The Massachusetts Beach Named The Most Dangerous For Swimming In New England

While swimming on a summer vacation might make for the ideal getaway, there can be an element of danger. Depending on where you are, the danger compounds simply because of migration patterns of sharks, creating beaches that are shark infested. While some beaches aren't infested, they rack up enough shark sightings that they qualify as dangerous. This is certainly the case with many beaches in Massachusetts, the most dangerous among them being Newcomb Hollow Beach, located in Wellfleet, Cape Cod. Despite its danger ratings, the beach continues to be a popular destination spot for summer travelers thanks to its border of sand dunes and surfable waves.

Images of Newcomb Hollow Beach in the summer show an idyllic spot, the perfect respite for a vacationer in need of some R&R. However, the beach has a history of Great White Shark attacks that make it more harrowing and deadly than meets the eye. There are reasons for the resurgence of sharks, and there are ways to make a visit to this beach safer. But going in with information and caution are imperative.

An increase in shark sightings at Newcomb Hollow Beach

Newcomb Hollow Beach hasn't always had problems with sharks. The change came because of a growth in the seal population. In decades past, seals were underpopulated because of hunting, but in 1972, the Marine Mammal Protection Act allowed the seal population to grow back to a healthy number. With the seals, however, come sharks, and since seals like to travel to the coasts of Massachusetts, the sharks have followed them there.

"Forty years ago you couldn't find a seal on the beaches of Cape Cod. And you couldn't find a white shark either," Dr. Gregory Skomal of Atlantic White Shark Conservancy told Boston University News Service in October 2018. "We don't know how many were here over the last forty years, but [the seals] were driven down to very low numbers, likely less than 10,000. That population now is thought to be in excess of 500,000."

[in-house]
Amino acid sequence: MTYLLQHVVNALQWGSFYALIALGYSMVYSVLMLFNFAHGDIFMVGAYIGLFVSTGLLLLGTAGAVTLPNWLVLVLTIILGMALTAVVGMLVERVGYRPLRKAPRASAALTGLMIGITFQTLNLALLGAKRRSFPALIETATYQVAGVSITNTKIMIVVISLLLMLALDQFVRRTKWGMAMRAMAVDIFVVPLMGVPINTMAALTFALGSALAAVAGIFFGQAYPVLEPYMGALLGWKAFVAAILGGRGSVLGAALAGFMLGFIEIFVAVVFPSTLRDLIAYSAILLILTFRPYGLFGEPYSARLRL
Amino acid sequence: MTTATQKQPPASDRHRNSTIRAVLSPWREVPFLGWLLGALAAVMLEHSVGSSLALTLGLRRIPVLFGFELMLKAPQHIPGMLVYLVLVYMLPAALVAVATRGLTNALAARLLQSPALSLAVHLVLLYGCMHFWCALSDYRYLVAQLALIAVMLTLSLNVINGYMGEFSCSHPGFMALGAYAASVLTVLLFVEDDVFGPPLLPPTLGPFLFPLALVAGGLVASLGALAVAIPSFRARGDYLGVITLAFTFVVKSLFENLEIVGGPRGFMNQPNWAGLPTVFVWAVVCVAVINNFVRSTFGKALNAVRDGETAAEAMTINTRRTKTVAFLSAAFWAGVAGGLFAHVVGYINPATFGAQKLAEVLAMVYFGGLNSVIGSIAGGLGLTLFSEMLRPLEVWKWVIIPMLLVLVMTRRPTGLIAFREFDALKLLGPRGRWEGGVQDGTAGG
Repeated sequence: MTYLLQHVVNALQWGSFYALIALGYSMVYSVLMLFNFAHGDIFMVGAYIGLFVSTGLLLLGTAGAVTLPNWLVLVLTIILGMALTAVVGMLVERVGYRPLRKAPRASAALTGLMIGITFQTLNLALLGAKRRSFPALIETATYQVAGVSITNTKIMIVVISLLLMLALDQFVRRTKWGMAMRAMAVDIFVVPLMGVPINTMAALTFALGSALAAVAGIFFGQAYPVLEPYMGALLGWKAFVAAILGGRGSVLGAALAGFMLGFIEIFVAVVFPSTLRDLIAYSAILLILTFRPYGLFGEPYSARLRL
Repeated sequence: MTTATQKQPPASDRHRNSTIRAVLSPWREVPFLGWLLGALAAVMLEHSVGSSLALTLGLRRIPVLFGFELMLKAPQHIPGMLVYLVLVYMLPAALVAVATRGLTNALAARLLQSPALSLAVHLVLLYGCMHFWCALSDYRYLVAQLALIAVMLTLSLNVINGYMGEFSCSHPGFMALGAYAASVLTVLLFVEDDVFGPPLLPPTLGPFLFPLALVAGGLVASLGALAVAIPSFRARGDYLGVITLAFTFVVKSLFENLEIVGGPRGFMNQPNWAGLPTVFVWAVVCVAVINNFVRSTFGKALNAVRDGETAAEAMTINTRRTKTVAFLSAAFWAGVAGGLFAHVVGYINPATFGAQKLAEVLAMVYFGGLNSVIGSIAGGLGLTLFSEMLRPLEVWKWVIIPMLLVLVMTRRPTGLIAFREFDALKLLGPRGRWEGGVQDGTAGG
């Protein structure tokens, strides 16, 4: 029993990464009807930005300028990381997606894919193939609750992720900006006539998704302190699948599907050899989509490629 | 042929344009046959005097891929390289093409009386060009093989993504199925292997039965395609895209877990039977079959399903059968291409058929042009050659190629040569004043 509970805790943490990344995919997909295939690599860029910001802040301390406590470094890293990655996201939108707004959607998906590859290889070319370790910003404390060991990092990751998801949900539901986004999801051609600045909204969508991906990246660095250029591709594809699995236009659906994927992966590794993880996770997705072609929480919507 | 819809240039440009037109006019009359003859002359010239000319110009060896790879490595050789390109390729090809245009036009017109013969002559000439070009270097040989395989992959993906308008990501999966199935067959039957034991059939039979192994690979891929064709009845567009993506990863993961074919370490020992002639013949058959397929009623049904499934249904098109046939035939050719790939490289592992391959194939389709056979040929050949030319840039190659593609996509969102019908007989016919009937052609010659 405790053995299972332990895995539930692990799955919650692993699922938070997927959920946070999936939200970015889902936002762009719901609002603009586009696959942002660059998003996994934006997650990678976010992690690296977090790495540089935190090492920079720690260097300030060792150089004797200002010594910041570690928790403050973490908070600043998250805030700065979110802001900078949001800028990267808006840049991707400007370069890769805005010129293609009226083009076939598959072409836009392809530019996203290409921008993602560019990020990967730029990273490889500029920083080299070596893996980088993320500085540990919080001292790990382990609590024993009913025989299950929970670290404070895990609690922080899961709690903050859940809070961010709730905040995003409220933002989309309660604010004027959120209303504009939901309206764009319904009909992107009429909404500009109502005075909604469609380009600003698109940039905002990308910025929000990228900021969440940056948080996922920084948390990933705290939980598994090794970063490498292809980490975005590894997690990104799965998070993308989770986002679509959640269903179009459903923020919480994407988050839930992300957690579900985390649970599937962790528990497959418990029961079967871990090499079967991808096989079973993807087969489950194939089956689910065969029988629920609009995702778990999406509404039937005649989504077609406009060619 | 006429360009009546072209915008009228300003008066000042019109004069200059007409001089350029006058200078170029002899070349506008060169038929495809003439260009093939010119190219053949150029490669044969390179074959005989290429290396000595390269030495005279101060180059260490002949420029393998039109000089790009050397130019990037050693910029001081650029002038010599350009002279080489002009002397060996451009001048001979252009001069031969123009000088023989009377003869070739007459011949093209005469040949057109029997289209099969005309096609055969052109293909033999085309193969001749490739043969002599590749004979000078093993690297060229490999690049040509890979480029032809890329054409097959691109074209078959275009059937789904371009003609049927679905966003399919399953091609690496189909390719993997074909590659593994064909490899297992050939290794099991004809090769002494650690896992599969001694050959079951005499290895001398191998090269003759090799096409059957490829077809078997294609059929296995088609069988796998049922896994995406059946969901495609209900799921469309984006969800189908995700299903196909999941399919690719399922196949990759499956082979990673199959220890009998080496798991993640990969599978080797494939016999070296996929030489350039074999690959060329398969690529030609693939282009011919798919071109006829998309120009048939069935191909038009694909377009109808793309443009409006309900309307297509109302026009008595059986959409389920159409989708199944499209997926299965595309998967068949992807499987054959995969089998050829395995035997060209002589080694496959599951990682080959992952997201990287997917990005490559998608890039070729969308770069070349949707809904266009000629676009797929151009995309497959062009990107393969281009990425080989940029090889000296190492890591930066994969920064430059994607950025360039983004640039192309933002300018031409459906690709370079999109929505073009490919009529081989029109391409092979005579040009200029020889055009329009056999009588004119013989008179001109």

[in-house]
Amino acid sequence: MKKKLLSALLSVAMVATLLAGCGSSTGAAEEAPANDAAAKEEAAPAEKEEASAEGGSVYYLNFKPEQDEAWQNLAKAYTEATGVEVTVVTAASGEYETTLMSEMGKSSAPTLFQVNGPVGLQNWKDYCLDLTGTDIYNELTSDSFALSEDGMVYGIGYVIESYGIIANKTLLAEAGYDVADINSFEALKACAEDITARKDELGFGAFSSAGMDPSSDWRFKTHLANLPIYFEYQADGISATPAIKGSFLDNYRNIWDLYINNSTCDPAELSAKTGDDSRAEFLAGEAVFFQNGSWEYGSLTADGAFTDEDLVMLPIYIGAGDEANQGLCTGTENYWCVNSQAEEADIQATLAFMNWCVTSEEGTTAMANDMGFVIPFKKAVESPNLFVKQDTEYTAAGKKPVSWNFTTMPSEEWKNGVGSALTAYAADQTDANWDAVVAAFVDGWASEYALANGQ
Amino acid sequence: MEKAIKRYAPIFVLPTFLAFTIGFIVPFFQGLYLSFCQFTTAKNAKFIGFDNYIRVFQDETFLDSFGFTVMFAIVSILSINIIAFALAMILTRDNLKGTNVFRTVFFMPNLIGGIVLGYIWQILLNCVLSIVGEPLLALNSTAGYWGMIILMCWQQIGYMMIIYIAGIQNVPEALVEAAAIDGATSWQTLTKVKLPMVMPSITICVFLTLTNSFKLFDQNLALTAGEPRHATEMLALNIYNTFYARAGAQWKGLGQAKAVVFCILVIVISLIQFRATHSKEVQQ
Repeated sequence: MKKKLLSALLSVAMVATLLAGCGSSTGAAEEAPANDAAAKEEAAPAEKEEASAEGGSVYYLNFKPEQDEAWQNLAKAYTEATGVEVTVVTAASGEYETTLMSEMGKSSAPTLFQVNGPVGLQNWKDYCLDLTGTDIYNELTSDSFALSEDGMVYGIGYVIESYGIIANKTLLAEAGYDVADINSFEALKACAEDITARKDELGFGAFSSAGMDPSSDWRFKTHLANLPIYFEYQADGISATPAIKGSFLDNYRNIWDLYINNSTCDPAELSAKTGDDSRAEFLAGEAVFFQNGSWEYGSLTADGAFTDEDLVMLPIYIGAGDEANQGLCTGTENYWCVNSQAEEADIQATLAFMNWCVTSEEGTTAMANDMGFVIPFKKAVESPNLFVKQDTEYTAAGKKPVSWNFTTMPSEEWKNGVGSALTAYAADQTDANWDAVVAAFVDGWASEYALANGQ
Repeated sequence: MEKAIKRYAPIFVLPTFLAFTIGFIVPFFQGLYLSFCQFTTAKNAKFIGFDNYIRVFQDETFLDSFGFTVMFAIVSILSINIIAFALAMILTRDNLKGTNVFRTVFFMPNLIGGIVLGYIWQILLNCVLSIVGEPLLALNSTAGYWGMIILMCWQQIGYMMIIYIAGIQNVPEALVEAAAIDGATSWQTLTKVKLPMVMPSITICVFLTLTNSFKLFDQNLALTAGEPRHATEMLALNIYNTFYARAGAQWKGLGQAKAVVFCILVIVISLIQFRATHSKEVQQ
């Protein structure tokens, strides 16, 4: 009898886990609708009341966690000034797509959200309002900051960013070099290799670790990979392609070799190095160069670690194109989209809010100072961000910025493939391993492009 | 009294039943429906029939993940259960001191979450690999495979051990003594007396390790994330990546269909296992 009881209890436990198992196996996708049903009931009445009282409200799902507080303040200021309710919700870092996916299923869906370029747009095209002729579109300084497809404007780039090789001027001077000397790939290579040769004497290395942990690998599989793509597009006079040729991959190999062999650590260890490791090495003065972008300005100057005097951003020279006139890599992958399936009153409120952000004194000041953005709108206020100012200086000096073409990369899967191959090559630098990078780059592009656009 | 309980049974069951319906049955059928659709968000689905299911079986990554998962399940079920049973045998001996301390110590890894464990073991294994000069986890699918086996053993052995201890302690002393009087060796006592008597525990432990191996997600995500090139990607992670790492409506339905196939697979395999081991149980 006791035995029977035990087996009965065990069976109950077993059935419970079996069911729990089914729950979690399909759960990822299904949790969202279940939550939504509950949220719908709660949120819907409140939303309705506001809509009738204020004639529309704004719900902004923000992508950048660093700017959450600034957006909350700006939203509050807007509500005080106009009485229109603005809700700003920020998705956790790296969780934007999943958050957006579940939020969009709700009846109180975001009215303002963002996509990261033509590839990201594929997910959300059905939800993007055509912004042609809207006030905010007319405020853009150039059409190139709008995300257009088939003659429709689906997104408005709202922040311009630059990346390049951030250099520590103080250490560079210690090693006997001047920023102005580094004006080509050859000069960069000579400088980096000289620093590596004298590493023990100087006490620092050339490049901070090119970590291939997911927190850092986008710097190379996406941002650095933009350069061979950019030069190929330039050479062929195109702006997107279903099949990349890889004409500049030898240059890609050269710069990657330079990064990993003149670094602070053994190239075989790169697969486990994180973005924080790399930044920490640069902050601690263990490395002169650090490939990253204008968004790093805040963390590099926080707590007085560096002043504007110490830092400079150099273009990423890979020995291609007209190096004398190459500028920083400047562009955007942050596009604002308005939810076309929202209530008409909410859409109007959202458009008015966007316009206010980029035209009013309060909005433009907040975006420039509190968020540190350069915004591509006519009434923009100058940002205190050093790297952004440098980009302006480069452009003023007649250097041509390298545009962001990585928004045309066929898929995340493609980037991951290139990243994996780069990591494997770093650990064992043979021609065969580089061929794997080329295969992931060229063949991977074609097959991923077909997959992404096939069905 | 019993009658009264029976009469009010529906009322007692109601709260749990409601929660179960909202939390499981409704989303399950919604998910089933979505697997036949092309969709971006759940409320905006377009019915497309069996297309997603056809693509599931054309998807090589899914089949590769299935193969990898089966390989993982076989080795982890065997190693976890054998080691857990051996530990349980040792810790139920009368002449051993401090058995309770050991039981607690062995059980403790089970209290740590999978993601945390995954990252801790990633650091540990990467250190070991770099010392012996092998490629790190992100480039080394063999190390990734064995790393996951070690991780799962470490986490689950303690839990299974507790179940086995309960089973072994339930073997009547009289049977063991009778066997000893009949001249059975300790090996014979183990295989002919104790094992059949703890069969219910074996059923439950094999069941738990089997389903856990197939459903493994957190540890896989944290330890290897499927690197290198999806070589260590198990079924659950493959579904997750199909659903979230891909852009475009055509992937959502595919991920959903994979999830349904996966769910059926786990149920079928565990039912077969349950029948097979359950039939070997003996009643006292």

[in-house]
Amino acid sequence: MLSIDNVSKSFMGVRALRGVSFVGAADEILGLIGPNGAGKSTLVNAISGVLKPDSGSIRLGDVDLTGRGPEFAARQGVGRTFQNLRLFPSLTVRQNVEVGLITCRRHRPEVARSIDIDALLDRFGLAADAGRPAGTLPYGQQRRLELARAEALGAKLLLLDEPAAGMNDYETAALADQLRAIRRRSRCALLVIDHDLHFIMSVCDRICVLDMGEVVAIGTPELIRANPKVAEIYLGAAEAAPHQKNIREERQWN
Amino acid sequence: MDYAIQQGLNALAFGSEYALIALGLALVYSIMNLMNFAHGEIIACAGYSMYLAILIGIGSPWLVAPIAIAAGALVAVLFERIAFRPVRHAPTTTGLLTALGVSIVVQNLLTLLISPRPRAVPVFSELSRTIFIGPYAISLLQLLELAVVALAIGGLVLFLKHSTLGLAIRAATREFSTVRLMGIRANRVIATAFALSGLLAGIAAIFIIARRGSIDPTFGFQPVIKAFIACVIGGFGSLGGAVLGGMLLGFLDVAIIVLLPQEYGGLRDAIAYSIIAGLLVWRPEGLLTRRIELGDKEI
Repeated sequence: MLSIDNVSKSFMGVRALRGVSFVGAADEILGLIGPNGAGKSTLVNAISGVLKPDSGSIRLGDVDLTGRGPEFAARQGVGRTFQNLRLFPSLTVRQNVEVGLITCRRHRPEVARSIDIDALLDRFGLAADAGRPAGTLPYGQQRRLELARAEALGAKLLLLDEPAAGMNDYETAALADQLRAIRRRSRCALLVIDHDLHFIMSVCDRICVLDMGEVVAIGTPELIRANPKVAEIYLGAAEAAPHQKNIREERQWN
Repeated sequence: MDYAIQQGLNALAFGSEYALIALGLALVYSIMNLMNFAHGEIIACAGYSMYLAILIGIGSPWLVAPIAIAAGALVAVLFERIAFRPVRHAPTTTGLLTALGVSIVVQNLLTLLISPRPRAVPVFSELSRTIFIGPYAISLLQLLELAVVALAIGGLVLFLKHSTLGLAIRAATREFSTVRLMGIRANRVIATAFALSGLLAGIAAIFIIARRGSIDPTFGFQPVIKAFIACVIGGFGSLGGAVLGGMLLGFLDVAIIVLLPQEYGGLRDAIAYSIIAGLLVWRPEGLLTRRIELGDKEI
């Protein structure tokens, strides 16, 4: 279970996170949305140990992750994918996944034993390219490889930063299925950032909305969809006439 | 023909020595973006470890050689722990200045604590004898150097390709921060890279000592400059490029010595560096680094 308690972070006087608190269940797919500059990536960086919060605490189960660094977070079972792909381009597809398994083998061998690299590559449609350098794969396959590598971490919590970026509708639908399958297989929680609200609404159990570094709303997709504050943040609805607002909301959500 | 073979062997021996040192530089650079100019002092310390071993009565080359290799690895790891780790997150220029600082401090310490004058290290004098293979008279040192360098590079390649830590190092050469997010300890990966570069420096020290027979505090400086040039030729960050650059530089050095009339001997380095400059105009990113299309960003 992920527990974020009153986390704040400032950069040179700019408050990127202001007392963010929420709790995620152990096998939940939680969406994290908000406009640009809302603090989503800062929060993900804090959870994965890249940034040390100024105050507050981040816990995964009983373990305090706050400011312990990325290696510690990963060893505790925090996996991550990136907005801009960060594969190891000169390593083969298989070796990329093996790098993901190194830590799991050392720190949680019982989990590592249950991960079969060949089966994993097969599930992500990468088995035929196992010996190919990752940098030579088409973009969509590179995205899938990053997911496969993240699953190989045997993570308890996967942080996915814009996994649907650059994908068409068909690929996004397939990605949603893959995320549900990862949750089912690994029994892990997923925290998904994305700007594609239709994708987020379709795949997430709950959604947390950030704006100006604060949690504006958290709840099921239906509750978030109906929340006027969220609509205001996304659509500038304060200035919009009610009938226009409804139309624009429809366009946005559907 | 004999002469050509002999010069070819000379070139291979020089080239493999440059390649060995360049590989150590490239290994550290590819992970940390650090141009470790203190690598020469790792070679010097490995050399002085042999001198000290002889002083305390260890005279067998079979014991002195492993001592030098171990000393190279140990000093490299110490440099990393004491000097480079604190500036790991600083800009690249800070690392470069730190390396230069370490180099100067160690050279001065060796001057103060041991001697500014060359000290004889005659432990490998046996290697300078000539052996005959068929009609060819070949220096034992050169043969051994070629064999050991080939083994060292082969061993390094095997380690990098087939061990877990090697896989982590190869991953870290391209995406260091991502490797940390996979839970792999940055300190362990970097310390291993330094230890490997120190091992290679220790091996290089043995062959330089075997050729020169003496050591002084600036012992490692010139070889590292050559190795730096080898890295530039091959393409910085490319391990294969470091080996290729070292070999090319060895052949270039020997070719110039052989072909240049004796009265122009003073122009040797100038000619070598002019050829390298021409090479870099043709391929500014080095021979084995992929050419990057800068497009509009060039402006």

Since humans aren't fatty enough, shark attacks are accidental, but that doesn't mean they can't be deadly. In September 2018, Arthur Medici, a 26-year-old surfer died after a shark attacked him at Newcomb Hollow Beach, CBS News reported. The experience, as well as the numerous shark sightings in the area, have left people feeling anxious about the beach. As Boston Magazine noted, the deadly attack in 2018, as well as the resurgence of sharks in the area, has changed beach tourism not only at Newcomb Hollow Bay but for Cape Cod at large.

You can still swim at Newcomb Hollow Beach, but with caution

The shores at Newcomb Hollow Beach are still open to swimmers and surfers, however there's a large caution sign upon entering the beach. As CBS News reported after the death of Medici, swimmers are greeted with the message: "The inshore waters off Wellfleet are a feeding ground for Great White Sharks. They come to this area to feed on seals. Great White Sharks are predators and should be considered dangerous. Encounters with sharks are rare, but please remain alert."

There are several safety tips for those who still wish to swim in the ocean there given by the Cape Cod Chamber of Commerce. Avoid swimming near seals and know that if seals are present in the water, the chances of sharks being nearby are even greater. Avoid swimming beyond waist-deep water and keep close to the shore. Don't splash in the water and don't swim in cloudy water. Most of all, follow the guidelines given by lifeguards, as they'll shut the beach down if there are shark sightings.

Leslie Reynolds, Chief Ranger for the Cape Cod National Seashore, told Boston University News Service in 2018 that they had to close the beach much more frequently than they did in the past. "This summer, 27 times, we closed the water to swimming for an hour, due to confirmed white shark sightings," Reynolds said. "Since 2013, the average every year has been 12 times." So you can still swim, but do so with caution.